However, if you go without health insurance and experience serious sickness or injury, the majority in our society are unwilling to look the other way and say, "You lost your gamble; so now you will bear the consequences by suffering or even dying for lack of adequate treatment; don't expect us to pay for any treatment." To me this is the major reason why having health insurance should be mandatory -- so that those who choose not to be insured do not transfer their costs to the rest of us.

    If everyone is insured all the time, then the question at hand is how their payments for their insurance are to be distributed over their lifetimes: Should the payments be uniform or vary with age? Ideally they should be distributed in a manner that is the most affordable; actuaries can figure out just what that is.

  6. Regarding whether "older people are better off financially" and can deal with higher insurance costs, check out this abstract. The abstract points out that this statement certainly isn't true for many older, divorced, widowed women, or women of color. Many older women never worked except at home, or worked outside the home sporadically. All these factors impact her net worth tremendously.

    See: - 100k

    The Gerontologist 47:224-234 (2007)
    © 2007 The Gerontological Society of America
    The Economic Consequences of Widowhood for Older Minority Women

  7. I doubt there is currently a majority in this country supporting any of the reform proposals. Solving the problem of someone not being able to get the highest-quality care because they chose not get an insurance, by transforming the society to one that exists in a all-sorts-of-mandatory system, requires some leap of faith. The very essential (and actually really simple) question in this struggle is: will you let a few (government, actuaries) take away your choice and along with it your responsibility? People who do not like self-responsibility will tend to say yes, people who do will say no. The corollary issues of how affordable things are or are not, exist in both directions and can be addressed in both.
    How much responsibility people like to take varies widely. But I personally am a sceptic: 1/3 of the population is obese, 2/3 of the population is overweight, solid amounts are smokers, troubling proportions misuse drugs. Masses' love for shiny SUVs seems ever lasting. Overall, a troubling proportion (by my subjective estimation) want to get from society more than they put in.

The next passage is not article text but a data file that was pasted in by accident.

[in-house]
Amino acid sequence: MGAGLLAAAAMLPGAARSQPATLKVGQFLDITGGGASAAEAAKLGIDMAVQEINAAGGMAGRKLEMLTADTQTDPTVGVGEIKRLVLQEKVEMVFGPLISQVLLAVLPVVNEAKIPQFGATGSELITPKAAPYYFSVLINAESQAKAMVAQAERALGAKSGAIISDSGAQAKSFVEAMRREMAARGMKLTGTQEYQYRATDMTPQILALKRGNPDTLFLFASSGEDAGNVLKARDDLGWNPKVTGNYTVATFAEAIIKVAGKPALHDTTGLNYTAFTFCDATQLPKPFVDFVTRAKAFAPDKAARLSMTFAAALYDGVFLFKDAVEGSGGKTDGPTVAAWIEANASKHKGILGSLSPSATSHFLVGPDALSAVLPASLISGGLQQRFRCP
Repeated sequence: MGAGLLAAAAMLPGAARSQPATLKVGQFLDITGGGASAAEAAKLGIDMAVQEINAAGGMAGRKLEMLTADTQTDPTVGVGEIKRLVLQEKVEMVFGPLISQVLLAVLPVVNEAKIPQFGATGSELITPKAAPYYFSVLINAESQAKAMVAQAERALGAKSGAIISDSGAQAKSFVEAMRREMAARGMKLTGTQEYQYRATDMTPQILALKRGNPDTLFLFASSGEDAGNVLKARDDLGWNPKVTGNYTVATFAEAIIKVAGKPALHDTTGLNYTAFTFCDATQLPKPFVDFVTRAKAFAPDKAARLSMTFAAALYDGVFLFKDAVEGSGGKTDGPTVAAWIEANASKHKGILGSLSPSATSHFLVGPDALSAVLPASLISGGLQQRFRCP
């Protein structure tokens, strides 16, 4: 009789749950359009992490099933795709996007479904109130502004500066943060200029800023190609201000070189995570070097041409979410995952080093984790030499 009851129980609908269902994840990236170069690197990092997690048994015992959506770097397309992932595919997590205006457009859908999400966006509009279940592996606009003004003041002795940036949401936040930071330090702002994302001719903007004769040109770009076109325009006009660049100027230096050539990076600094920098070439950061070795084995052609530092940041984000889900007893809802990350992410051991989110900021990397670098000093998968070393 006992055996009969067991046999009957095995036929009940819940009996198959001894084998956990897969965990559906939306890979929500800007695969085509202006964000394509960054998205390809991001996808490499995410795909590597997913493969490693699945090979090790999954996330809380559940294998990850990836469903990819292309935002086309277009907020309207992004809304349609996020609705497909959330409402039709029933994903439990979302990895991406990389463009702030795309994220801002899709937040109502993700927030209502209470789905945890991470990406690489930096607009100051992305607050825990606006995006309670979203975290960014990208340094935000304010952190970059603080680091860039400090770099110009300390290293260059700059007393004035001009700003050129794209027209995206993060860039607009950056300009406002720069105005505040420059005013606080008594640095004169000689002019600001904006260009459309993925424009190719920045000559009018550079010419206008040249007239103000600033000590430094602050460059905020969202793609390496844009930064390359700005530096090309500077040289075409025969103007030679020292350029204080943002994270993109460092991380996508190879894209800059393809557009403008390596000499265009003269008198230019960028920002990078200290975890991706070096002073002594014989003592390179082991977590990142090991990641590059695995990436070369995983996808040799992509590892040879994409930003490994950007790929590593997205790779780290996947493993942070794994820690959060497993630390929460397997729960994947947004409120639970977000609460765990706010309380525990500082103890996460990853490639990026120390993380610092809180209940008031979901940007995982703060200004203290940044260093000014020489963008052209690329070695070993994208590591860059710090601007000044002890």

So will let government cater to those?

  8. Here is an example of the medical irresponsibily of which you speak. In Colorado because of state law, motorcyclists have the right to leave their helmets at home. (Perhaps they like the idea of the wind blowing through their hair, who knows?) These same individuals take the risk of a terrible accident thanks to this "right." This means that you, the taxpayer, bears the burden for their medical expense when they run into a tree.

  9. It strikes me as odd that those who fearfully imagine that reformed health care will "let a few (government, actuaries) take away your choice and along with it your responsibility" seem content when "government" is replaced by "insurance companies", which describes the situation now.

  10. Ah :) no a fearful imagination needed, just take lessons from the plentiful supply of failed socialist countries ("mandating" is a daily pass time there).
    With the numerous insurance companies around, at least I know they run a business, and within some regulatory framework, compete for customers and strive to be efficient as much as possible in that given framework. Government will never be that.
    I have no particular ambitions to explain myself in more length and to convince anyone, in fact, I almost believe there is a DNA bit somewhere in every one of us. It is set as follows: 1-conservative, 0-democrat; and it cannot be switched. So enjoy your view, soon you may get what you wished for.